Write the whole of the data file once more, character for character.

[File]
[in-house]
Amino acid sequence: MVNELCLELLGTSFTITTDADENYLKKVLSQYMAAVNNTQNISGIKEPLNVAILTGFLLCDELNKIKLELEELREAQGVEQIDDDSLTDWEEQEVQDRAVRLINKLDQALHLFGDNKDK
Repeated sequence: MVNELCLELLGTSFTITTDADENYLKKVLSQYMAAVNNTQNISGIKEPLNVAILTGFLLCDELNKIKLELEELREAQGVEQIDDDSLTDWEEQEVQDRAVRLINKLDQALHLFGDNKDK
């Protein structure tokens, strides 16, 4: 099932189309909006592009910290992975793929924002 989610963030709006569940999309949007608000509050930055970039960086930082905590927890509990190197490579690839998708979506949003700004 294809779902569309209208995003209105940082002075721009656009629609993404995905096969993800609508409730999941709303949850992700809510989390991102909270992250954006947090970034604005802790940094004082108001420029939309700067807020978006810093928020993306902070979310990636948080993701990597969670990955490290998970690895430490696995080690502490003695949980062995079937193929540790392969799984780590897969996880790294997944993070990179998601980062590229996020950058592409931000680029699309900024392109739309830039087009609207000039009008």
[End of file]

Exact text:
[in-house]
Amino acid sequence: MVNELCLELLGTSFTITTDADENYLKKVLSQYMAAVNNTQNISGIKEPLNVAILTGFLLCDELNKIKLELEELREAQGVEQIDDDSLTDWEEQEVQDRAVRLINKLDQALHLFGDNKDK
Repeated sequence: MVNELCLELLGTSFTITTDADENYLKKVLSQYMAAVNNTQNISGIKEPLNVAILTGFLLCDELNKIKLELEELREAQGVEQIDDDSLTDWEEQEVQDRAVRLINKLDQALHLFGDNKDK
């Protein structure tokens, strides 16, 4: 099932189309909006592009910290992975793929924002 989610963030709006569940999309949007608000509050930055970039960086930082905590927890509990190197490579690839998708979506949003700004 294809779902569309209208995003209105940082002075721009656009629609993404995905096969993800609508409730999941709303949850992700809510989390991102909270992250954006947090970034604005802790940094004082108001420029939309700067807020978006810093928020993306902070979310990636948080993701990597969670990955490290998970690895430490696995080690502490003695949980062995079937193929540790392969799984780590897969996880790294997944993070990179998601980062590229996020950058592409931000680029699309900024392109739309830039087009609207000039009008």